(e) If the deceased was married in terms of religious rites without compliance with the Marriages Act (Muslim and Hindu marriages) proof of the marriage from the Muslim Judicial Council or similar religious body or person who performed such marriage, must be lodged.
(f) Where a permanent same-sex life partnership is alleged in the death notice, and the estate is to devolve intestate, an affidavit (form MBU 19) must be lodged as confirmation of the alleged partnership.
The Service Point of the Master can assist with further advice in this regard. When a certificate of registration cannot be lodged, please contact the Master’s Office further guidance with regards to the available remedies. The abovementioned reporting documents must be posted to, or handed in at the Master’s Office or service point.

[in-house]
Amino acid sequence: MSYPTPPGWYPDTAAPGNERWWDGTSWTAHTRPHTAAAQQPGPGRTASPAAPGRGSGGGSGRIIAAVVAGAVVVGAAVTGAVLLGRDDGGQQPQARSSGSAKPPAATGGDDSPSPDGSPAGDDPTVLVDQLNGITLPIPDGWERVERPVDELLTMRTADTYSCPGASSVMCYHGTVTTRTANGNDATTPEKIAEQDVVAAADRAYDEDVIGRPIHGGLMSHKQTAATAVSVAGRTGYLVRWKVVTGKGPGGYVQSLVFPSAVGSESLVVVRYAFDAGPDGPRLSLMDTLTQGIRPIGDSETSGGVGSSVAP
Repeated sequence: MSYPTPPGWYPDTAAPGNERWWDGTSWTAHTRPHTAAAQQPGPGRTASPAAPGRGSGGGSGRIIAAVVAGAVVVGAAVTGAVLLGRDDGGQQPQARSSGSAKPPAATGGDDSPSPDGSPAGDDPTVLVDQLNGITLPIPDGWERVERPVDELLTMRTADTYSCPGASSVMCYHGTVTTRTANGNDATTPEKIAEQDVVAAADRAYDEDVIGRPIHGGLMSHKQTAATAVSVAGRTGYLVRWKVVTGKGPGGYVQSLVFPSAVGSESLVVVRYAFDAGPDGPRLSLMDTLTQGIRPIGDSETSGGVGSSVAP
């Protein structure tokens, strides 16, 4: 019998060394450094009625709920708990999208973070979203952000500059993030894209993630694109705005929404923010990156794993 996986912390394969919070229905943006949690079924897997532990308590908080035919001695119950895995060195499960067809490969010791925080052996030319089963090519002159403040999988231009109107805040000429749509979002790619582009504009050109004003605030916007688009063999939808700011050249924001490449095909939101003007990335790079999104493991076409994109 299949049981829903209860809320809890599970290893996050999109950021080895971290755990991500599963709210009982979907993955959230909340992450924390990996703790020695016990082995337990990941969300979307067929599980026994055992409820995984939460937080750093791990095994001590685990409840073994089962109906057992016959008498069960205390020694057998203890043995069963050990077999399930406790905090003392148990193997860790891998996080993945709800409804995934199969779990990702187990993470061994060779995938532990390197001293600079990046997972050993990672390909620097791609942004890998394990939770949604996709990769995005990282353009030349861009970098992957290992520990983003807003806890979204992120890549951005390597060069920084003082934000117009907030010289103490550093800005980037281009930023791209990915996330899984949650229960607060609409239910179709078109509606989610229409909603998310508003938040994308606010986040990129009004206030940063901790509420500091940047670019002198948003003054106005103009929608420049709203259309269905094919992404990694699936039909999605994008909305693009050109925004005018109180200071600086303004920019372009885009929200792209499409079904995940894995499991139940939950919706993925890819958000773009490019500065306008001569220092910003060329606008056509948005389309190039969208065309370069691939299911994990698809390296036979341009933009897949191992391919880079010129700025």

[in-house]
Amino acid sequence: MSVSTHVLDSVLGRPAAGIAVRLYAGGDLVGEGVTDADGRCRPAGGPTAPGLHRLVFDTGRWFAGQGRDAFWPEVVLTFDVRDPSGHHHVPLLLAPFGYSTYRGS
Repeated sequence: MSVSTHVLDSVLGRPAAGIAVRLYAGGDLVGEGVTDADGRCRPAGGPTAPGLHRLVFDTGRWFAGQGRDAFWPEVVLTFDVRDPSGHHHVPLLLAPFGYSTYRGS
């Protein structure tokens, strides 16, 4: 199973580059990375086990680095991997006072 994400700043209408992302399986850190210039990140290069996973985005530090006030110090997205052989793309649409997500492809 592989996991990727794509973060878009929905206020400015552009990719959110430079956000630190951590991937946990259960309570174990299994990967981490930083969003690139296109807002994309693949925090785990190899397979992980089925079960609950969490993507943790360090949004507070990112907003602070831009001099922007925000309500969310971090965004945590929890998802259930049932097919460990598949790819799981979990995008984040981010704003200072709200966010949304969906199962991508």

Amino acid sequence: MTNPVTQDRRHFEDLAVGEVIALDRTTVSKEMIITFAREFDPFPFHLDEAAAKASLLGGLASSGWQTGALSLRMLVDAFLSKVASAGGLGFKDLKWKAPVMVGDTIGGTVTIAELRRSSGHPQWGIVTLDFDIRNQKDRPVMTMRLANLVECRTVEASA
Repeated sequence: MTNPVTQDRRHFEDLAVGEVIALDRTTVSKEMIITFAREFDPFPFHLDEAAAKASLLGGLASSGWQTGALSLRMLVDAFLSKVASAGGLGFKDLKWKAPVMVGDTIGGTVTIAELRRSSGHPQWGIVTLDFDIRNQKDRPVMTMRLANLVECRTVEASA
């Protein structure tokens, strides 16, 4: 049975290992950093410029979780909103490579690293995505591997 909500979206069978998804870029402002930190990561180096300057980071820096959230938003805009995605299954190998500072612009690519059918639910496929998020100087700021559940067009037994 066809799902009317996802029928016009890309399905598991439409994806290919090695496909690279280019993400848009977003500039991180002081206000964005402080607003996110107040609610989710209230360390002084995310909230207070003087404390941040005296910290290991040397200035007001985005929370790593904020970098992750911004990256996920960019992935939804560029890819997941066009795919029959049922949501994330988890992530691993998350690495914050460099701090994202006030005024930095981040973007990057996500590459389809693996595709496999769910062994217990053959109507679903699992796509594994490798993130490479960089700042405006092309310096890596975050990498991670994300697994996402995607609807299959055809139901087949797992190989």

The Minister of Justice and Correctional Services Ronald Lamola is scheduled to officially launch the Masters’ Deceased Estate Online Registration System on 10 October 2023. The Minister was be supported by Deputy Minister John Jeffery and Director General Adv. Doc Mashabane.
You can access the Masters’ Deceased Estate Online Registration System via this link: dojonline.justice.gov.za
The system has gone live at the Master of the High Court offices in Johannesburg, Durban, Cape Town, Pretoria and Thohoyandou.
Support or enquiries can be emailed to DojDEOnlineSupport@justice.gov.za.